Archives for April 2014

Veeam Best Practices for VMware on Nutanix

Note: This article has been significantly updated on 4/18/14 with new information, in a great collaborative effort with Luca Dell’Oca (@dellock6) from Veeam. The official whitepaper can be downloaded here.

The goal of the joint whitepaper between Veeam and Nutanix is to help customers deploy Veeam Backup & Replication v7 on Nutanix, when used with VMware vSphere 5.x. This post will highlight some of the major points and how customers can head off some potential issues. The whitepaper covers all the applicable technologies such as VMware’s VADP, CBT, and Microsoft VSS. It also includes and easy to follow checklist of all the recommendations.

Veeam is modern data protection for virtual environments, and are also a great sponsor of my blog. The web-scale Nutanix solution and its data locality technology are complimented by the distributed and scale-out architecture of Veeam Backup & Replication v7. The combined Veeam and Nutanix solutions leverage the strengths of both products to provide network efficient backups to enable meeting recovery point objective (RPO) and recovery time objective (RTO) requirements.

The architecture is flexible enough to enable the use of either 100% virtualized Veeam components or a combination of virtual and physical components, depending on customer requirements and available hardware. You could also use existing dedicated backup appliances. In short, our joint solution is flexible enough to meet your requirements and efficiently use your physical assets. For example, if you have requirements for tape-out, then you will need at least one physical server in the mix to connect your library to since tape Fibre Channel/SAS pass-thru is not available in ESXi 5.x.


When virtualizing  solution the last thing you want is your backup data stored in the same location as the data you are trying to protect. So the first best practice for a 100% virtualized solution is to use a secondary Nutanix cluster. The cluster would be comprised of at least three Nutanix nodes. This is where the virtualized Veeam Backup & Replication server (along with the data repository), would reside. Should you have a problem with the production Nutanix cluster, your secondary cluster is unaffected. Depending on the amount of data you are backing up and your retention policies, you may or may not want the same Nutanix hardware models as your production cluster. For example, you may want to consider the 6000 series hardware which are ‘storage heavy’ for your secondary cluster. The following figure depicts a virtualized Veeam backup solution.


In case you aren’t familiar with Nutanix, on each node (server) there is a controller VM which services all I/Os for the VMs running on that host. Performance scales out as you add nodes, since you are adding more controllers. You are not bottlenecked like with legacy SANs which typically only have two controllers. You can see this in the diagram above, where there are three controller VMs, one per node. Two of the controllers (CVMs) are in the production cluster and one in the secondary cluster. A Nutanix cluster requires a minimum of three nodes, so for two clusters a total of six nodes is required.

Since the first version of this post, Veeam and Nutanix have done more testing and gathered feedback from the field. As a result, the second best practice is now recommending to use “Network mode” backups and not Hot-add (also known as Virtual Appliance mode). Why? For medium to large scale deployments this results in a higher backup reliability.  When used with the Nutanix 10Gb NICs, it still has great performance. The primary goal of this joint paper is to provide a solid solution that customers can use, and this highlights our collaborative efforts.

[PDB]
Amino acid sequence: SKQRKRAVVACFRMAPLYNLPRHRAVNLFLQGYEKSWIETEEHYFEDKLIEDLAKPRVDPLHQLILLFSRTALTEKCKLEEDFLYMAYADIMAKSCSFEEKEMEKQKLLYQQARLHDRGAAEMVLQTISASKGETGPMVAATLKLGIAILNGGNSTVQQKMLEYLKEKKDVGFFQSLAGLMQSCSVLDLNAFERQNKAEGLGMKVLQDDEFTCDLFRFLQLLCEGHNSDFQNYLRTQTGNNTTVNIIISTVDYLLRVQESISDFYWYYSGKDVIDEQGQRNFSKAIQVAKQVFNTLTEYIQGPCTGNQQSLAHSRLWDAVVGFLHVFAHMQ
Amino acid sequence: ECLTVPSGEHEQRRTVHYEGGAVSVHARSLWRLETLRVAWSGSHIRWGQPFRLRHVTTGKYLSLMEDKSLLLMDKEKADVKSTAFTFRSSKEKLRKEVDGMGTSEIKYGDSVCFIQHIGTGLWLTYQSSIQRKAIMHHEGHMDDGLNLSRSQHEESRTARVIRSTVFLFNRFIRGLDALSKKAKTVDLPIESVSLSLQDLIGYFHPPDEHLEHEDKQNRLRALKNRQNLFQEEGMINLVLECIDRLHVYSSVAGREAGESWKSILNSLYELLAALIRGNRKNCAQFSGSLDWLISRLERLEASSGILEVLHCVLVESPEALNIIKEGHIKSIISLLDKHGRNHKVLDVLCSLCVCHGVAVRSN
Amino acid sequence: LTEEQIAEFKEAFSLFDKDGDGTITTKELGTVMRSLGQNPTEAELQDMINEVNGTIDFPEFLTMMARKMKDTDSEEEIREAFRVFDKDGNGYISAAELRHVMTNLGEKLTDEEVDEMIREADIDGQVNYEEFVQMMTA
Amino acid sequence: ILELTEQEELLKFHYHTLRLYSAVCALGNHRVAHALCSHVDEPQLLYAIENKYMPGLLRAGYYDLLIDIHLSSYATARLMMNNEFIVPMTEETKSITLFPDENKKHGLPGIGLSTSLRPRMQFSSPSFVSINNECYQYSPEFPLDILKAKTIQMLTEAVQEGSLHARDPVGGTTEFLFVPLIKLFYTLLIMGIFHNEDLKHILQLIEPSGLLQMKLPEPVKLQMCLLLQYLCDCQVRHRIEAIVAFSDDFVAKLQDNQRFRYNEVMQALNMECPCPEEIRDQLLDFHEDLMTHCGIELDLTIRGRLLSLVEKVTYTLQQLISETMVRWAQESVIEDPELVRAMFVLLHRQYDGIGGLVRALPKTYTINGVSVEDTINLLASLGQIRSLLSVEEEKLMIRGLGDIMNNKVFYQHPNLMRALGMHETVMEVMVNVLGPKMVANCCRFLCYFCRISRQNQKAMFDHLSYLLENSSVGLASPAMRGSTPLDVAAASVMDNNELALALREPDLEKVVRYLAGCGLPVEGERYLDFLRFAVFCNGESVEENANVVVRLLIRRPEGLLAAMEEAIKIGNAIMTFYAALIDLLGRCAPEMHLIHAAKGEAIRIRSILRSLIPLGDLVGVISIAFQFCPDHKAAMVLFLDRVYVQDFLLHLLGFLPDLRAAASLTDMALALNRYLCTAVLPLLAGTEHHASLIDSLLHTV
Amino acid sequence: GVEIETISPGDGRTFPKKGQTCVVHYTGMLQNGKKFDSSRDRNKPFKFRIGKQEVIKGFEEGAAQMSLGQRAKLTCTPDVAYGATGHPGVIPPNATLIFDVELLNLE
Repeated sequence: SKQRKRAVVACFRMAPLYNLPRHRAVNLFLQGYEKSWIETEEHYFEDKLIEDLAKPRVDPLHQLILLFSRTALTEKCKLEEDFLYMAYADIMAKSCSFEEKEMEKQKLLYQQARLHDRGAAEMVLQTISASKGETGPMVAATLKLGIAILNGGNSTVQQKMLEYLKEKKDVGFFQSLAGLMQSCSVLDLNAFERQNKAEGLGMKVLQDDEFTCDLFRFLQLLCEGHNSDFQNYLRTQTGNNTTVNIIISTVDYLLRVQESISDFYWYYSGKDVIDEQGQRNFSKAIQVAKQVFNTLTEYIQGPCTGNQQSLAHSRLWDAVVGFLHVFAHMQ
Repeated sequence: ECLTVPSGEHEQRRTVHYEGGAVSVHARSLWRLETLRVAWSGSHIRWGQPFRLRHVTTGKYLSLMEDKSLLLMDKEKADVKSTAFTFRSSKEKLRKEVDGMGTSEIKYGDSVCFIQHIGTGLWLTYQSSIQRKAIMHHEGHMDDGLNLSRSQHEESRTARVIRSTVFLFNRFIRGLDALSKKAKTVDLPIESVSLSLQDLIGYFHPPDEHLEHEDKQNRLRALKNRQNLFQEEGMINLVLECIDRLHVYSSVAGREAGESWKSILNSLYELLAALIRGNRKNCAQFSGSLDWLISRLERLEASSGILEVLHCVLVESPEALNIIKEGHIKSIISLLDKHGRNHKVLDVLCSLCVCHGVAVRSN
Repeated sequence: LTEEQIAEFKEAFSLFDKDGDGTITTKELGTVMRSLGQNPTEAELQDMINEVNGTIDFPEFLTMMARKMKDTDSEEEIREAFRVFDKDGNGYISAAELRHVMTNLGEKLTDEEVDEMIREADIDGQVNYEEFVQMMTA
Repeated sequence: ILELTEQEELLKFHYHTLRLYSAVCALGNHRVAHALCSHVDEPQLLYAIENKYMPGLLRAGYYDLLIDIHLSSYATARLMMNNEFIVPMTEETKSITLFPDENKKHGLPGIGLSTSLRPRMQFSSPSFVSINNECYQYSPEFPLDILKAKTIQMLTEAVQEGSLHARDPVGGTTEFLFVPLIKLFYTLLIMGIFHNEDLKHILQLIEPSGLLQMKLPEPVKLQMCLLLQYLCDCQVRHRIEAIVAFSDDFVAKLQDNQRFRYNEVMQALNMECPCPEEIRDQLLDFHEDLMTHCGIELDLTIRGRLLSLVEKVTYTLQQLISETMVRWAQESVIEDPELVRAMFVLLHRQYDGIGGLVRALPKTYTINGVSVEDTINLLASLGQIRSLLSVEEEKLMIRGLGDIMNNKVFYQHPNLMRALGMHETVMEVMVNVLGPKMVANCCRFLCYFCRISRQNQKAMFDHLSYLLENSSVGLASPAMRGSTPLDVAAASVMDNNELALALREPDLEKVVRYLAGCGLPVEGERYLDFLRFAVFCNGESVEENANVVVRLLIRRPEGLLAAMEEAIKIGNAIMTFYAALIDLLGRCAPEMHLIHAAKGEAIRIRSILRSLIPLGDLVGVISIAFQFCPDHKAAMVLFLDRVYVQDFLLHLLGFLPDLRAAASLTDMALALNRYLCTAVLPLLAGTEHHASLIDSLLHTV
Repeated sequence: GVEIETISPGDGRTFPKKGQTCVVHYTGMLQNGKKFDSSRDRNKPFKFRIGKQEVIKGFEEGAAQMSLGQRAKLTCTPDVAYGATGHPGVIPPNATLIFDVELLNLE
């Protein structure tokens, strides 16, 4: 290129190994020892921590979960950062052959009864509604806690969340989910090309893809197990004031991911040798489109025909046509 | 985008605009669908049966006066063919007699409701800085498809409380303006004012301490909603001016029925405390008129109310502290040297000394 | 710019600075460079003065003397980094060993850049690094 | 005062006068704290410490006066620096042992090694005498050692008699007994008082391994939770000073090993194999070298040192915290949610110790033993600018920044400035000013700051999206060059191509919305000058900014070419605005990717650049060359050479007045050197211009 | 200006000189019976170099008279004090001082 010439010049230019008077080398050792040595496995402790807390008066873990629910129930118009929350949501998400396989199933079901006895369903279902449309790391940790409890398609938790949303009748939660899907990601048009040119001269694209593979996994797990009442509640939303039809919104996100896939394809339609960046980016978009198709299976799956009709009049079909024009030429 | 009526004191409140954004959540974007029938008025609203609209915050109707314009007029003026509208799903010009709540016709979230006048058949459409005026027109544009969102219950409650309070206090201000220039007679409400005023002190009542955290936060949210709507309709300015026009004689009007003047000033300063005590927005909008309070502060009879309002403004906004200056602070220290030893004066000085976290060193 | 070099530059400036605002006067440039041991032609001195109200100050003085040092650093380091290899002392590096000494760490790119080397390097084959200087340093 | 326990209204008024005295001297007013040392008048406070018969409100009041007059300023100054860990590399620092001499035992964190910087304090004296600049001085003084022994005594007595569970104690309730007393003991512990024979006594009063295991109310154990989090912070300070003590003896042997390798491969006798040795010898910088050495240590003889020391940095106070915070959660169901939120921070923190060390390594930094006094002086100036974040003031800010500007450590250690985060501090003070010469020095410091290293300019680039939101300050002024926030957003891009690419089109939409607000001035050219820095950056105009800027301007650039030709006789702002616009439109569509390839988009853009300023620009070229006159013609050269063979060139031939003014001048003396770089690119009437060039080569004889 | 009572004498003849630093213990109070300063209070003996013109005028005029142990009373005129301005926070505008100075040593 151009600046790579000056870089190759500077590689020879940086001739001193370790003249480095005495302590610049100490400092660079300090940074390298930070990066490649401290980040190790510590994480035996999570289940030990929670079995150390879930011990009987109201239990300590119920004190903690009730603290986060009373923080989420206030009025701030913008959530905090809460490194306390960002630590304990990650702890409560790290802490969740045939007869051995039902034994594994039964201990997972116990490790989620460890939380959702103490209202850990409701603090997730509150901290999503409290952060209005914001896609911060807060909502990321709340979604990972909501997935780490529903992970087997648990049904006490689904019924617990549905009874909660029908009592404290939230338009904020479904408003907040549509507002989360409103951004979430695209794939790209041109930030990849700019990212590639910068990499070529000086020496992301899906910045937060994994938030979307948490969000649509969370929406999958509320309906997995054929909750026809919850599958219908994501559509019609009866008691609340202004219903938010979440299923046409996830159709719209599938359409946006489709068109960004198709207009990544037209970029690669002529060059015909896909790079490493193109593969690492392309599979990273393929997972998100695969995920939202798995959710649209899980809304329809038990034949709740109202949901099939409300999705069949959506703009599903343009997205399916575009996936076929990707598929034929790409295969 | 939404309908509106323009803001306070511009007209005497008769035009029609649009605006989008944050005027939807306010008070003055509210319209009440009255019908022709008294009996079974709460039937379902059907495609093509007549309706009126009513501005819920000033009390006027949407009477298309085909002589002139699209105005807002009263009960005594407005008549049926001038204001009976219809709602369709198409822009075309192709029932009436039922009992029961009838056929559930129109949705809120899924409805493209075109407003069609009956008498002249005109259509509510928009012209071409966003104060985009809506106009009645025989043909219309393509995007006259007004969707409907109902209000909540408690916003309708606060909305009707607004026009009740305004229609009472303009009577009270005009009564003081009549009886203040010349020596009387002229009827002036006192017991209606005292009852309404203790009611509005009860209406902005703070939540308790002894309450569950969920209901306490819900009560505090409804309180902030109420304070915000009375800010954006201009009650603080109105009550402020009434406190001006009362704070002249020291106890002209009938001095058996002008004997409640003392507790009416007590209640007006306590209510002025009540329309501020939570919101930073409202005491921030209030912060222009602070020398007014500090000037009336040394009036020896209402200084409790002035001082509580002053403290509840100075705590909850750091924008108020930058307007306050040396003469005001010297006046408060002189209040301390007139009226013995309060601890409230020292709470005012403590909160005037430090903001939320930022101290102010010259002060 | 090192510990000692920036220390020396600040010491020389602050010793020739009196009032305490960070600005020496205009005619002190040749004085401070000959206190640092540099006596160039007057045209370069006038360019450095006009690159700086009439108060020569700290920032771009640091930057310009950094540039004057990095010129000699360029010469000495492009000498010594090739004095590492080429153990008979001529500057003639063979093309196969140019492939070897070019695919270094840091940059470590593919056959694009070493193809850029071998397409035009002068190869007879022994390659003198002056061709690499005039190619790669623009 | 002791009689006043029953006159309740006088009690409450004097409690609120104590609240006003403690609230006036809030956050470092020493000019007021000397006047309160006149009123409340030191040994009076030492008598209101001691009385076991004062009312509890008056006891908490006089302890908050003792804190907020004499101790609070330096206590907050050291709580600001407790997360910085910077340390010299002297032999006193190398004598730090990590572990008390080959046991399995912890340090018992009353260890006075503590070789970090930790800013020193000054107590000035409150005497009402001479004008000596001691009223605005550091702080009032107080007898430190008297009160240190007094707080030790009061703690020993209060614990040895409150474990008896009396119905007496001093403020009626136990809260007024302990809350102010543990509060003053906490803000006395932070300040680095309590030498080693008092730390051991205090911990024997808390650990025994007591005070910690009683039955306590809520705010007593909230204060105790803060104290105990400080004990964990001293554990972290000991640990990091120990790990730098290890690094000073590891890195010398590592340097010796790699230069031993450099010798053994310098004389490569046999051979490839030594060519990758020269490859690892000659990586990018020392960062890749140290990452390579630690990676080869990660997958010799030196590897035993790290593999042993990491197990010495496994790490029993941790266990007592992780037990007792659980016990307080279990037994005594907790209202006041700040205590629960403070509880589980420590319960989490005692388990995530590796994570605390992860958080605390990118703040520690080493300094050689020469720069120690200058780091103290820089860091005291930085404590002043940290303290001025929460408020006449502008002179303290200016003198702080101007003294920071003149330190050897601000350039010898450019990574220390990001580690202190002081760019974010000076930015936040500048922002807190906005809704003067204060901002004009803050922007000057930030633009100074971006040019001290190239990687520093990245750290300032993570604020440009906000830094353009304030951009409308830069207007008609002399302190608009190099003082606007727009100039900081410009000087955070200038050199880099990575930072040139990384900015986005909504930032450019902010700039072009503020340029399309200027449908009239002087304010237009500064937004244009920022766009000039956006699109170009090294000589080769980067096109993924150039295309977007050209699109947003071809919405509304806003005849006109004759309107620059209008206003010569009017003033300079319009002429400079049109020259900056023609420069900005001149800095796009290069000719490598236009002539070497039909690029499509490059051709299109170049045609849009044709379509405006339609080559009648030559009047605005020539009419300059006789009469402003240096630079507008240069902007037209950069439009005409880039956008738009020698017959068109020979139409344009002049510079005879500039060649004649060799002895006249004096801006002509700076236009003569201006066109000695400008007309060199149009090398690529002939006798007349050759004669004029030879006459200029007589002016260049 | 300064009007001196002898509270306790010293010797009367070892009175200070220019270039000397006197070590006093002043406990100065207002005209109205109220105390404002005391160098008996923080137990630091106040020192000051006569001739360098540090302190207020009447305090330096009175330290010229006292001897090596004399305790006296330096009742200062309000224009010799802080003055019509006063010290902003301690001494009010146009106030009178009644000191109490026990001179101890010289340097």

Network mode connects to each ESXi host through the VMkernel management interface. So the third best practice is to make sure your ESXi management interfaces are using the 10Gb NICs and not the 1Gb NICs. The following screenshot shows one of the many possible NIC configurations. Here I’m showing the 10Gb NICs as active adapters, with our 1Gb NICs in standby. This is not a required configuration, but just an example. If you have ESXi enterprise plus, this could be a great time to look at Load Based teaming, if you aren’t already using it.


The fourth best practice is for the Veeam repository server, where I recommend adding dedicated VMDK(s) that use the PVSCSI controller. The PVSCSI controller is more CPU efficient under high IOPS load as my colleague Michael Webster blogged about here. I’d also recommend using vSphere 5.5, where a single VMDK can exceed 2TB. That enables larger backup repositories, which you may need in medium to large environments.

Finally, backing up your data has little value if you can’t restore it. When using Veeam Backup and Replication with Nutanix, I’m please to say that the full spectrum of restore options are at your fingertips with no special procedures required. For example, you can use Veeam’s vPower NFS technology, instant VM recovery, file-level restores, and U-AIR. Nutanix also fully supports all the application consistency options that Veeam offers their customers. So you can fully backup your Exchange, SQL, SharePoint, Active Directory, and other applications in a logically consistent manner.

The forthcoming whitepaper has a lot more detail, and other recommendations regarding backup types, operating systems, and version of Nutanix OS that we recommend. Once the full best practices guide is published I’ll add a link to this post. This has been a great collaborative effort with Luca Dell’Oca from Veeam, and you can grab your copy here.

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